The PGM markets – Outlook and price forecasts

Each of the six platinum group metals (PGMs, platinum, palladium, rhodium, iridium, ruthenium and osmium (unstable at room temperature)) contribute enormously to a clean environment by converting deleterious exhaust gases from internal combustion engines (ICEs) through their catalytic properties to benign gases in a more efficient way than any other known catalyst. Platinum has been used for decades as a catalyst in chemistry, petroleum refining, hydrogen production and the use of its catalytic properties in fuel cells and as a die in fibreglass manufacturing. It is also used in the manufacture of gorilla glass, high-capacity solid state e-storage of data and cancer treatment drugs, as well as in investment instruments such as ETFs and to create bars and coins. Palladium and rhodium are more efficient in converting emissions from gasoline engines and as such, more than 90% of these metals are used in this application.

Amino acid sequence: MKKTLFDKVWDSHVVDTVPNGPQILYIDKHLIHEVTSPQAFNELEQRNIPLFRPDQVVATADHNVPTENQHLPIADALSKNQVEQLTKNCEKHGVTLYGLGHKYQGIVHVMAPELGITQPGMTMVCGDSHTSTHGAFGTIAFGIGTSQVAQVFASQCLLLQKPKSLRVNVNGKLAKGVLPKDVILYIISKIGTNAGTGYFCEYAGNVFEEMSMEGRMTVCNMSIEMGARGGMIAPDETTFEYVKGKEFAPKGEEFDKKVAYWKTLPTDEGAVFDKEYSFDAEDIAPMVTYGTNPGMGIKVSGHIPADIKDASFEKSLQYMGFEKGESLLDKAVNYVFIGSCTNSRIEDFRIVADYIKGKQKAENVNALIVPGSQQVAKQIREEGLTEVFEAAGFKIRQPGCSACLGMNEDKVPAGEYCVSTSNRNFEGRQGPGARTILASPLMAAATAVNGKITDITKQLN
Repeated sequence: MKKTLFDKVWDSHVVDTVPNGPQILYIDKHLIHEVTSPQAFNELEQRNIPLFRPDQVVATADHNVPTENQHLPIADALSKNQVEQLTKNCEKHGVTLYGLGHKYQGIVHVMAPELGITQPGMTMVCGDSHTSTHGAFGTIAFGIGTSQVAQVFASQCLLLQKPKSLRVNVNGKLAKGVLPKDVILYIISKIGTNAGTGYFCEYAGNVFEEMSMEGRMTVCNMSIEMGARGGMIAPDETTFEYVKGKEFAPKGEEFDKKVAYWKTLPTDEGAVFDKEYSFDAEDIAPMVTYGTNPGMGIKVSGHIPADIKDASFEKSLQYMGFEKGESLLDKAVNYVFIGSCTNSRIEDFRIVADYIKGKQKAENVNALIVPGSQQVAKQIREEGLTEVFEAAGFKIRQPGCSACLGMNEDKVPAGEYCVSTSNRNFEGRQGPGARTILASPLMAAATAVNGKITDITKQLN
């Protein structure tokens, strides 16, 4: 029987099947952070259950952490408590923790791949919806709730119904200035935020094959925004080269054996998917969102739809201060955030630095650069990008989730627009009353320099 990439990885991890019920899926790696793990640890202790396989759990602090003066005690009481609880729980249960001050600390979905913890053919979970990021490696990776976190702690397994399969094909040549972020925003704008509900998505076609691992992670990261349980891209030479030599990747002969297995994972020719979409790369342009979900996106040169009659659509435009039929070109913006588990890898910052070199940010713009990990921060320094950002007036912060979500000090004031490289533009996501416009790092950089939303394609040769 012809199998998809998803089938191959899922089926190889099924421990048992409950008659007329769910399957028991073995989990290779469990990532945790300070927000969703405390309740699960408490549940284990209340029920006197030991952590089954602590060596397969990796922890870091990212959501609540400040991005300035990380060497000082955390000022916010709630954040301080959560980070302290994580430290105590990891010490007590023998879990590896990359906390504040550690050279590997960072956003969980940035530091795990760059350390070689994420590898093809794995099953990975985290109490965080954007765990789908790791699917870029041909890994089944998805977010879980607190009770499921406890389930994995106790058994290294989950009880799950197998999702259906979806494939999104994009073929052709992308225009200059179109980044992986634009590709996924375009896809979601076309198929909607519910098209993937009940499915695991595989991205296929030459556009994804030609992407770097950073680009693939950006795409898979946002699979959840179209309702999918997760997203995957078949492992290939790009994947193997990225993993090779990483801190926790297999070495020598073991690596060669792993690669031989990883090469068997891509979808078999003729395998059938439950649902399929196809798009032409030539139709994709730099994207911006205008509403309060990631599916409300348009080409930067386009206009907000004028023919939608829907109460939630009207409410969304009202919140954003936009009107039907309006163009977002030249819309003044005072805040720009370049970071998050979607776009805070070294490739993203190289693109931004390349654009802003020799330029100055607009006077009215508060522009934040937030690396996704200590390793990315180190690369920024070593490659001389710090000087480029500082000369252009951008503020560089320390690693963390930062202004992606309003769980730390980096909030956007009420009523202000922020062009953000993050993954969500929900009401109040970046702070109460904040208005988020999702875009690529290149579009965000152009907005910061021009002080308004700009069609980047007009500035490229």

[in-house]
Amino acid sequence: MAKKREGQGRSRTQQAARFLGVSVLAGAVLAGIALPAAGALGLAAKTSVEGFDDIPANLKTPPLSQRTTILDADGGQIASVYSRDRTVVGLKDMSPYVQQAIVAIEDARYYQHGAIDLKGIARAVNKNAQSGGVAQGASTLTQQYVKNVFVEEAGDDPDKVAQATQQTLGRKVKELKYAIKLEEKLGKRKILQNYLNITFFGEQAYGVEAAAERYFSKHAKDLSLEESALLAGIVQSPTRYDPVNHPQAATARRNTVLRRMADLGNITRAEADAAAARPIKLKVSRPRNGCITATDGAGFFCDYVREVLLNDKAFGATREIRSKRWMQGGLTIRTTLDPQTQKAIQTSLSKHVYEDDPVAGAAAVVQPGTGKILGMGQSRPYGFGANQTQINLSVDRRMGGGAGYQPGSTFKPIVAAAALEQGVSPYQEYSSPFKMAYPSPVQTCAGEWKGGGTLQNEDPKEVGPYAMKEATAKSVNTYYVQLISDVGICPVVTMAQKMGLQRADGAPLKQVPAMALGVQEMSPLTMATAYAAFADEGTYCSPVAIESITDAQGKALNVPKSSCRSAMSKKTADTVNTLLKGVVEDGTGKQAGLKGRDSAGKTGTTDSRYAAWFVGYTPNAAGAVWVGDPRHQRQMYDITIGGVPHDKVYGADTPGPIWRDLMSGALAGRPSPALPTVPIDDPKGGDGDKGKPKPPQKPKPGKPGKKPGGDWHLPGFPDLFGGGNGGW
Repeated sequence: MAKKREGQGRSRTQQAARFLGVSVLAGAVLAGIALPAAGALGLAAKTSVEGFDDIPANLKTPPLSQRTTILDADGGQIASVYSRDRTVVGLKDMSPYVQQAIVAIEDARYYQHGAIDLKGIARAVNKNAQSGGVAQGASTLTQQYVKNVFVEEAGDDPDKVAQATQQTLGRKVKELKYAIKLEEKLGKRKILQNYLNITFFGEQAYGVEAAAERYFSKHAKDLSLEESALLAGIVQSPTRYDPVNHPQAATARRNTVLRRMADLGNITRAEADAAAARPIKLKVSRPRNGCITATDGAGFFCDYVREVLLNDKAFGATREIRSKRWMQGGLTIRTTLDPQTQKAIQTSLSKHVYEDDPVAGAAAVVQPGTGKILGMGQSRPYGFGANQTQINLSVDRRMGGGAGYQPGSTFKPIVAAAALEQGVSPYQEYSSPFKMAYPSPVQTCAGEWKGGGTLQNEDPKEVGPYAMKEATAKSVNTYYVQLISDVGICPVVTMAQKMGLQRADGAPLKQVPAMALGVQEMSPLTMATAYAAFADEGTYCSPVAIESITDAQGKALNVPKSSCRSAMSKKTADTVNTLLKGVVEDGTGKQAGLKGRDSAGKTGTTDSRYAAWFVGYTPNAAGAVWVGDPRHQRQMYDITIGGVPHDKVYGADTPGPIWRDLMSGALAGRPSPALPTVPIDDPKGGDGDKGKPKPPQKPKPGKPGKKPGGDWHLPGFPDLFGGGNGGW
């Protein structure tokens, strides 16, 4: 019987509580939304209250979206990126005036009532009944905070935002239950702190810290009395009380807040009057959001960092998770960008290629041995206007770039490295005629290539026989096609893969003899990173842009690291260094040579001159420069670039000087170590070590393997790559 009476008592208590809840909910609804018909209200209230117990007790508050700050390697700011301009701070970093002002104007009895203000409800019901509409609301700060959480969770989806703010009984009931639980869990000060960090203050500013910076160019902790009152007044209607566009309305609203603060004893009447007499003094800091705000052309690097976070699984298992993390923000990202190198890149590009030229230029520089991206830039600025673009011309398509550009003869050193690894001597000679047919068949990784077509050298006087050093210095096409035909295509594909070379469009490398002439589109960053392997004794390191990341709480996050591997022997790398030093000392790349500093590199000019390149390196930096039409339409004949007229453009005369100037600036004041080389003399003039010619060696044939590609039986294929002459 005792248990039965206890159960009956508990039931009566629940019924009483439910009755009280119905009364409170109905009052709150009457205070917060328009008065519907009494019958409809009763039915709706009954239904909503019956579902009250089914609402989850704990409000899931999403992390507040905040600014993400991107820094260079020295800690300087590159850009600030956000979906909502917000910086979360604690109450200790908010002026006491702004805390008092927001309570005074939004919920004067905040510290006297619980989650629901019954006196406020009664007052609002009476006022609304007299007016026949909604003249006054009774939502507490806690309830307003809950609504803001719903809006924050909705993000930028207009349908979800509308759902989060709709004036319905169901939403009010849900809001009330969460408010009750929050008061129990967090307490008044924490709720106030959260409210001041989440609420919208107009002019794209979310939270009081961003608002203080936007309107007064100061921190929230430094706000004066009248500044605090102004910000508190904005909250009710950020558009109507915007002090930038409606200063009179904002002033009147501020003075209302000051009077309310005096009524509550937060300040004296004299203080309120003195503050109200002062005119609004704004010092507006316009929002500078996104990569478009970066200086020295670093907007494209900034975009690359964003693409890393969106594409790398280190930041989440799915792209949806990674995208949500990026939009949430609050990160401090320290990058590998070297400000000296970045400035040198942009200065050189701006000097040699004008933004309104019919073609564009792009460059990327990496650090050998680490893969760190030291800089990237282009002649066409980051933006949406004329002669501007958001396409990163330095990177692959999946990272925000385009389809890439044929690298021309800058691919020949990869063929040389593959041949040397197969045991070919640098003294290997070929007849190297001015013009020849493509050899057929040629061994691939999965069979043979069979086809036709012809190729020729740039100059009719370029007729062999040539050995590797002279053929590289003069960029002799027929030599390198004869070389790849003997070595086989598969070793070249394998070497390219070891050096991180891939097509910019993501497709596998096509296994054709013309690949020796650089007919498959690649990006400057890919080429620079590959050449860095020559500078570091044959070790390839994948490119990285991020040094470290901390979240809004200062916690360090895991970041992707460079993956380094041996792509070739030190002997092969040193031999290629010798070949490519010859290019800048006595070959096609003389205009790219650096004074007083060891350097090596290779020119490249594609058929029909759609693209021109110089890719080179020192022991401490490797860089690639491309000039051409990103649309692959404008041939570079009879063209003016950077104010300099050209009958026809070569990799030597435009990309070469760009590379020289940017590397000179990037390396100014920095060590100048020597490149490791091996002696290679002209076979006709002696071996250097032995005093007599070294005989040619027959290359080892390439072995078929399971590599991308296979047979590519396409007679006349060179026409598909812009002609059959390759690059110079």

Vehicle sales are a key driver

Vehicle sales are a key driver for demand for palladium and rhodium for ICEs. Palladium and rhodium are more exposed to gasoline car sales, while platinum is exposed to diesel. Both gasoline and diesel will be gradually replaced with electric vehicles (EVs). Unlike palladium and rhodium, platinum is also used in fuel cell EVs (FCEVs) and could therefore benefit from the likely increase in hydrogen adoption. Gasoline powered cars currently make up around 75% of sales, but this is expected to decline meaningfully as new green vehicle sales such as battery EVs (BEVs), hybrid cars (with both a battery motor and an ICE) and FCEVs take away market share mainly from the gasoline ICEs and diesel to a lesser extent. Hybrids and FCEVs will likely see PGM demand equal to or greater than current ICE usage because FCEVs currently use more platinum than ICEs and use no palladium.

Outlook remains firmly positive